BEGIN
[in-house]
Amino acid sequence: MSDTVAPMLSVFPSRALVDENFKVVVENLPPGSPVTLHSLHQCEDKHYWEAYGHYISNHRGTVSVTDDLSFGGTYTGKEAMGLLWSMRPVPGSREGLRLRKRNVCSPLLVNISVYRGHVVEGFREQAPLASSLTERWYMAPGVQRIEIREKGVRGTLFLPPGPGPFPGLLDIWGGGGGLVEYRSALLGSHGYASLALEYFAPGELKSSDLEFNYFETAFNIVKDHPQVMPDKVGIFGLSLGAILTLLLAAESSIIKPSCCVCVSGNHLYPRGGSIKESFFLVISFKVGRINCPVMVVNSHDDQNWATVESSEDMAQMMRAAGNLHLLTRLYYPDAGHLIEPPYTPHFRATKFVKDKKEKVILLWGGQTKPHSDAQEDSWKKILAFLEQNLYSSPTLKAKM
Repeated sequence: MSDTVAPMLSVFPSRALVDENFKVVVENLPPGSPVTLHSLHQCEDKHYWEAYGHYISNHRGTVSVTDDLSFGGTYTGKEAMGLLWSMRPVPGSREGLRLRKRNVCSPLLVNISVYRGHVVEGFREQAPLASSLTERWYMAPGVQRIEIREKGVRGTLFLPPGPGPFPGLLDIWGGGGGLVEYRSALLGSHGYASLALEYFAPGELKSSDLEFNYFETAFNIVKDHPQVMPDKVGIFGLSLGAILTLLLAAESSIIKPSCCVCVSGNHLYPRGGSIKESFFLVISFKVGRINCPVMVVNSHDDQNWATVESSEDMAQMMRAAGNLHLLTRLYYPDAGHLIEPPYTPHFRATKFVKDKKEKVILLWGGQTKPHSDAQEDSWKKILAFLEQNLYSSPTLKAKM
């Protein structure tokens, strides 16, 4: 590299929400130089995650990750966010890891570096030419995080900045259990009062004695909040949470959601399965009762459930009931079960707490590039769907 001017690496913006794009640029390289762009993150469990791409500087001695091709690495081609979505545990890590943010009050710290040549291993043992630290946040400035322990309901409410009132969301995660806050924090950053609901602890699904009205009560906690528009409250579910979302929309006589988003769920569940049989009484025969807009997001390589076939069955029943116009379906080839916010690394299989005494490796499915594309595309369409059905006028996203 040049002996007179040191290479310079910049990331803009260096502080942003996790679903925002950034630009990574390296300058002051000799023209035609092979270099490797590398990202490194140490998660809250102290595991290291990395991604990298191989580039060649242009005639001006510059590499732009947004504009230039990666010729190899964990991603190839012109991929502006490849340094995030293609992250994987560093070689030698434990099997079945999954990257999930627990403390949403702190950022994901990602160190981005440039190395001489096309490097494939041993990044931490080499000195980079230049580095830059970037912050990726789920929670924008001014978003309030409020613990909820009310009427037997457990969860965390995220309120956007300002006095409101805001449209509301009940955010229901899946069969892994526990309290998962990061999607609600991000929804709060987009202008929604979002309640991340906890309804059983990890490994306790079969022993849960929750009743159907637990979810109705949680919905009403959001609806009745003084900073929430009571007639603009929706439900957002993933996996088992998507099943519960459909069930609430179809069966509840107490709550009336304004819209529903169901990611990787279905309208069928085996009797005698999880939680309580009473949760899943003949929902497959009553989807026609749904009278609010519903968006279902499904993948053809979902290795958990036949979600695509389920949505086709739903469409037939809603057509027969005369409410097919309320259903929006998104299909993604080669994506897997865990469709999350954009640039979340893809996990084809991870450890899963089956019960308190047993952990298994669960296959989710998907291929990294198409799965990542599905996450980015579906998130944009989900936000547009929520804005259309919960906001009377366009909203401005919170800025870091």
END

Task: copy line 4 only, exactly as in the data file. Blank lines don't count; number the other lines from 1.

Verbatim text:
């Protein structure tokens, strides 16, 4: 590299929400130089995650990750966010890891570096030419995080900045259990009062004695909040949470959601399965009762459930009931079960707490590039769907 001017690496913006794009640029390289762009993150469990791409500087001695091709690495081609979505545990890590943010009050710290040549291993043992630290946040400035322990309901409410009132969301995660806050924090950053609901602890699904009205009560906690528009409250579910979302929309006589988003769920569940049989009484025969807009997001390589076939069955029943116009379906080839916010690394299989005494490796499915594309595309369409059905006028996203 040049002996007179040191290479310079910049990331803009260096502080942003996790679903925002950034630009990574390296300058002051000799023209035609092979270099490797590398990202490194140490998660809250102290595991290291990395991604990298191989580039060649242009005639001006510059590499732009947004504009230039990666010729190899964990991603190839012109991929502006490849340094995030293609992250994987560093070689030698434990099997079945999954990257999930627990403390949403702190950022994901990602160190981005440039190395001489096309490097494939041993990044931490080499000195980079230049580095830059970037912050990726789920929670924008001014978003309030409020613990909820009310009427037997457990969860965390995220309120956007300002006095409101805001449209509301009940955010229901899946069969892994526990309290998962990061999607609600991000929804709060987009202008929604979002309640991340906890309804059983990890490994306790079969022993849960929750009743159907637990979810109705949680919905009403959001609806009745003084900073929430009571007639603009929706439900957002993933996996088992998507099943519960459909069930609430179809069966509840107490709550009336304004819209529903169901990611990787279905309208069928085996009797005698999880939680309580009473949760899943003949929902497959009553989807026609749904009278609010519903968006279902499904993948053809979902290795958990036949979600695509389920949505086709739903469409037939809603057509027969005369409410097919309320259903929006998104299909993604080669994506897997865990469709999350954009640039979340893809996990084809991870450890899963089956019960308190047993952990298994669960296959989710998907291929990294198409799965990542599905996450980015579906998130944009989900936000547009929520804005259309919960906001009377366009909203401005919170800025870091």